As well studied and documented cancer is, there still seems to plenty of misinformation floating around the water cooler. While researchers and physicians don’t know everything there is to know about the how’s and why’s of cancer, years of medical experience and innumerable cancer trials and studies have provided us with a substantial list of widely accepted and documented facts. Here are five common misconceptions about cancer that you or someone you know may believe to be true, but definitely aren’t.
Do You Believe This About Cancer?
- You’re Fine If You’re In The Shade – While many of us enjoy running around in the sun for outdoor activities at the beach or in the park, a little time spent under a tent or a tree can offer a nice break from the direct sunlight. However, that shade is actually not protecting you from the sun’s harmful UVB rays - and the skin cancer risk they bring - which are reflected up from the water, grass, or sand around you. In other words, you’re still receiving exposure to the sun – even in the shade!
- Cancer Is Contagious – bottom line: No. For instance, while human papillomavirus (HPV) can be spread between people and the virus itself may then possibly lead to an eventual cancer diagnosis, it’s not the cancer that’s spread from person to person.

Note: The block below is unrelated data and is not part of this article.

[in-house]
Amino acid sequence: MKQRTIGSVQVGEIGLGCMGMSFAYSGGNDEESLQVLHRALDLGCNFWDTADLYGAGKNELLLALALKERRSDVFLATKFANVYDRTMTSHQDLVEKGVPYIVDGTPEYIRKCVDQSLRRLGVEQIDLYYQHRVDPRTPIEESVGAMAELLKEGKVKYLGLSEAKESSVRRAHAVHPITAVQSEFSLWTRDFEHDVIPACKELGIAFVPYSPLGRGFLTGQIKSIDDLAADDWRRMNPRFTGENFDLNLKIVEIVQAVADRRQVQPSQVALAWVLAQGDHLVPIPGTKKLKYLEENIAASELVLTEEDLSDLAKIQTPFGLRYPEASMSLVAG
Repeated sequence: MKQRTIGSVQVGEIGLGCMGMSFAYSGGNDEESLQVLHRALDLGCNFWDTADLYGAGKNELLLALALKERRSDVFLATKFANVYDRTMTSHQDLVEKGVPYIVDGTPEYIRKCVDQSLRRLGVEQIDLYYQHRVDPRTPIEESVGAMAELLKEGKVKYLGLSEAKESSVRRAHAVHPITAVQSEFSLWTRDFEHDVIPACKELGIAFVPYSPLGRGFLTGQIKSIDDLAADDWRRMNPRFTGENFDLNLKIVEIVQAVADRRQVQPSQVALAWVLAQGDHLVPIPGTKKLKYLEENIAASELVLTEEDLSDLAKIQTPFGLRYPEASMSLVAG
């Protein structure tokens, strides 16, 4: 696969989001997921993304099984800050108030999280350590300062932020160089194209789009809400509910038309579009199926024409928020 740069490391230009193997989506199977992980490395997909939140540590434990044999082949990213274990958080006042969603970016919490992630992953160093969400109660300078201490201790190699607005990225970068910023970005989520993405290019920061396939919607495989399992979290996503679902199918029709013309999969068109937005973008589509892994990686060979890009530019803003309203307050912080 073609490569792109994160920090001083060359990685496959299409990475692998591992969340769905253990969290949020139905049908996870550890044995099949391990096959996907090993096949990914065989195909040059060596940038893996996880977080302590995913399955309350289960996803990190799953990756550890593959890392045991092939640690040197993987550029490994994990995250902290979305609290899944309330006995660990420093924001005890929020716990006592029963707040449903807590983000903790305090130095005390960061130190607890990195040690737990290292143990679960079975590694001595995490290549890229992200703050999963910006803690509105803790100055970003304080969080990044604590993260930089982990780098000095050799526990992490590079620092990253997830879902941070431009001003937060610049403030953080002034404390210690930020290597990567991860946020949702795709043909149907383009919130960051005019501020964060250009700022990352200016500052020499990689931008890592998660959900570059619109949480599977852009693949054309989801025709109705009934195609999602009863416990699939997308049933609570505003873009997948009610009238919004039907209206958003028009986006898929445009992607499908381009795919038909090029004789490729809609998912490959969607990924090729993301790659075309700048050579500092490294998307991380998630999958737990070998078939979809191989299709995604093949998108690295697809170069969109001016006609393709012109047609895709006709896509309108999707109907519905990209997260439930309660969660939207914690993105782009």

- Being Overweight Has Nothing To Do With Your Cancer Risk – actually, that extra weight increases your chance of kidney, prostate, and gallbladder cancer, not to mention several others. Plus, the eating habits associated with being overweight tend to be heavy on the saturated fats and processed foods.
- I Can Cure My Cancer Naturally - though you may possibly benefit from certain natural therapies that could ease nausea or dampen other cancer treatment side effects, at the moment there exist no homeopathic or herbal cures for cancer or solid research to back up those claims.
- Men Can’t Get Breast Cancer – while not nearly as susceptible as women, men are certainly at risk for breast cancer (though only around 2,000 cases per year are diagnosed). Liver disease, heavy alcohol use, and being overweight are some of the risk factors associated with male breast cancer.